UBC Theses and Dissertations
Intracellular trafficking of a model polytopic membrane protein in Saccharomyces cerevisiae Dharwada, Sai Tejasvi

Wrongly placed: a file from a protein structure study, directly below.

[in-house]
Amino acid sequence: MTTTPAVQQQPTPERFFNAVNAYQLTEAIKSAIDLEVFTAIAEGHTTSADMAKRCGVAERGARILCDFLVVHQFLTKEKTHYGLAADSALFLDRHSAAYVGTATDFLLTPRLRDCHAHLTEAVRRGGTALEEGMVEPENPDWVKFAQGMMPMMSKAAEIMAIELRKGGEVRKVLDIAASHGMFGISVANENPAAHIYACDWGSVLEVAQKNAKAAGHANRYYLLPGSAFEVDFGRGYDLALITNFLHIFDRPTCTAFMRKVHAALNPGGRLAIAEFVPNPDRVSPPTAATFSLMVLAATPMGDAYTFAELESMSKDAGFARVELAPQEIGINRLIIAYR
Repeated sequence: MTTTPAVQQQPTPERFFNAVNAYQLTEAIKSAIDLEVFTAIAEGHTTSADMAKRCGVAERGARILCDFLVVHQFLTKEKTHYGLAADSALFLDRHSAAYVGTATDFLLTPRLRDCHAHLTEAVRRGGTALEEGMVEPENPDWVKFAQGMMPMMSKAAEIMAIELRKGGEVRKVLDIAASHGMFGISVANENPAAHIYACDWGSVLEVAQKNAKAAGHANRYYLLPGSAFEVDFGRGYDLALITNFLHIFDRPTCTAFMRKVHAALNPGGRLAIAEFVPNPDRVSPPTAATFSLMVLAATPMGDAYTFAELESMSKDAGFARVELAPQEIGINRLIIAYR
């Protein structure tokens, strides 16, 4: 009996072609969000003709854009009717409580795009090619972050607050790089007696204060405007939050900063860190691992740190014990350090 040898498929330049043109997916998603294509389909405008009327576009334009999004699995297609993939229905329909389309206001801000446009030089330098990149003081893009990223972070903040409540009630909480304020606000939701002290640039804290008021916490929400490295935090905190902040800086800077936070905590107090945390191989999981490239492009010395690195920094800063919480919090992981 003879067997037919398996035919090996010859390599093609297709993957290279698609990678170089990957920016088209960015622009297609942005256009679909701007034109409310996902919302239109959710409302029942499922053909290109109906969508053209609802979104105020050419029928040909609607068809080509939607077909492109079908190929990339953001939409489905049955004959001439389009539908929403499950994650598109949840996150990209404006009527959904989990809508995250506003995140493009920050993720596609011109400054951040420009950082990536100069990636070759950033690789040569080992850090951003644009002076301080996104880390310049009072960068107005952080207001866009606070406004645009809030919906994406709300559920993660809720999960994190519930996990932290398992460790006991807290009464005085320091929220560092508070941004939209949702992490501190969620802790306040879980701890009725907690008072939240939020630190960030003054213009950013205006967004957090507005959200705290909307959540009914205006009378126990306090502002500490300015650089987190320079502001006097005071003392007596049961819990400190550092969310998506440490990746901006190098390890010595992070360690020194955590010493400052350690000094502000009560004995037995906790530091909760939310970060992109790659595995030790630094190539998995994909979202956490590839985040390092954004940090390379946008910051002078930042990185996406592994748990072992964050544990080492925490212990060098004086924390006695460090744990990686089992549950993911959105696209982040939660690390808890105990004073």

Polytopic membrane protein synthesis involves translation followed by translocation across the lipid bilayer at the ER. Here, various chaperones, together with enzymes that add post and co-translational modifications, help the protein achieve a final three-dimensional structure. General and substrate-specific chaperones prevent toxic aggregation of proteins by shielding and preventing interaction between non-native species. Terminally misfolded proteins are destroyed by the quality control machinery of the cell and the amino acids are recycled for further use. In the following study, we used Chitin synthase III (Chs3) of Saccharomyces cerevisiae as a model to dissect the complexities involved in polytopic membrane protein synthesis at the ER. Previous genetic screens from our lab have revealed a novel regulator of Chs3 trafficking called Pfa4, a DHHC enzyme required for Chs3 palmitoylation at the ER. At the ER, Chs3 also requires Chs7, a dedicated chaperone for folding and assembly. We identified a novel secondary role for Chs7 in Chs3 trafficking as a co-factor required for Chs3 function at the plasma membrane. Our study also examined the role of palmitoylation in Chs3 trafficking. Palmitoylation of Chs3 is required for its efficient interaction with Chs7, in addition to folding and ER export. A genome-wide screen also identified the Ubp3/Bre5 deubiquitination complex as a regulator of non-lipidated Chs3 degradation at the ER. The discovery that dedicated chaperones can take on additional roles and that palmitoylation can influence chaperone-client interactions could provide insights into the workings of the protein folding machinery at the ER.
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